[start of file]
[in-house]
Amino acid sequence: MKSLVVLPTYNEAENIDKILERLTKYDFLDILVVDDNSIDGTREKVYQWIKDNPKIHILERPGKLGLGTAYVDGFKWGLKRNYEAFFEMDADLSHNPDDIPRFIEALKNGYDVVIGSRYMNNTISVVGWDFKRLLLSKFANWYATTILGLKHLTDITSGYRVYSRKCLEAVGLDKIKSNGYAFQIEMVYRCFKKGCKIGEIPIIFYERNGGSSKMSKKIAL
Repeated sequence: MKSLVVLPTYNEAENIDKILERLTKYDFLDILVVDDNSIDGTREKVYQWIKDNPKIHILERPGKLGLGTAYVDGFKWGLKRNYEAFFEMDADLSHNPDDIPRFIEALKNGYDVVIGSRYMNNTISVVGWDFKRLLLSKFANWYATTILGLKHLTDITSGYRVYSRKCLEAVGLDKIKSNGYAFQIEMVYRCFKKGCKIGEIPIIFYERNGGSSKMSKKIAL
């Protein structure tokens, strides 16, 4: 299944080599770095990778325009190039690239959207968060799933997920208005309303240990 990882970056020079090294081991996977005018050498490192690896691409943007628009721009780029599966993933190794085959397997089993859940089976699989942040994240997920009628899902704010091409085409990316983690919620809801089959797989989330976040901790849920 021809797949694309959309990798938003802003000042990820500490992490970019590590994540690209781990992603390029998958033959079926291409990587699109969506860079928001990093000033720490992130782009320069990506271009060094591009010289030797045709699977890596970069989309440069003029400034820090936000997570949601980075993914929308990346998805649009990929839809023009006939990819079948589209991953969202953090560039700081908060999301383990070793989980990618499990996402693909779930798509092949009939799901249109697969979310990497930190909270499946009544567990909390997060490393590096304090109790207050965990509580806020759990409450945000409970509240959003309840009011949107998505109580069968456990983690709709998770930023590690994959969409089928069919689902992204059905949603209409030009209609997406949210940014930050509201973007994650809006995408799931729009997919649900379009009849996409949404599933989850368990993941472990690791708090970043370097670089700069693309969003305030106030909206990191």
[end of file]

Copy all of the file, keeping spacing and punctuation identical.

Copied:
[in-house]
Amino acid sequence: MKSLVVLPTYNEAENIDKILERLTKYDFLDILVVDDNSIDGTREKVYQWIKDNPKIHILERPGKLGLGTAYVDGFKWGLKRNYEAFFEMDADLSHNPDDIPRFIEALKNGYDVVIGSRYMNNTISVVGWDFKRLLLSKFANWYATTILGLKHLTDITSGYRVYSRKCLEAVGLDKIKSNGYAFQIEMVYRCFKKGCKIGEIPIIFYERNGGSSKMSKKIAL
Repeated sequence: MKSLVVLPTYNEAENIDKILERLTKYDFLDILVVDDNSIDGTREKVYQWIKDNPKIHILERPGKLGLGTAYVDGFKWGLKRNYEAFFEMDADLSHNPDDIPRFIEALKNGYDVVIGSRYMNNTISVVGWDFKRLLLSKFANWYATTILGLKHLTDITSGYRVYSRKCLEAVGLDKIKSNGYAFQIEMVYRCFKKGCKIGEIPIIFYERNGGSSKMSKKIAL
């Protein structure tokens, strides 16, 4: 299944080599770095990778325009190039690239959207968060799933997920208005309303240990 990882970056020079090294081991996977005018050498490192690896691409943007628009721009780029599966993933190794085959397997089993859940089976699989942040994240997920009628899902704010091409085409990316983690919620809801089959797989989330976040901790849920 021809797949694309959309990798938003802003000042990820500490992490970019590590994540690209781990992603390029998958033959079926291409990587699109969506860079928001990093000033720490992130782009320069990506271009060094591009010289030797045709699977890596970069989309440069003029400034820090936000997570949601980075993914929308990346998805649009990929839809023009006939990819079948589209991953969202953090560039700081908060999301383990070793989980990618499990996402693909779930798509092949009939799901249109697969979310990497930190909270499946009544567990909390997060490393590096304090109790207050965990509580806020759990409450945000409970509240959003309840009011949107998505109580069968456990983690709709998770930023590690994959969409089928069919689902992204059905949603209409030009209609997406949210940014930050509201973007994650809006995408799931729009997919649900379009009849996409949404599933989850368990993941472990690791708090970043370097670089700069693309969003305030106030909206990191």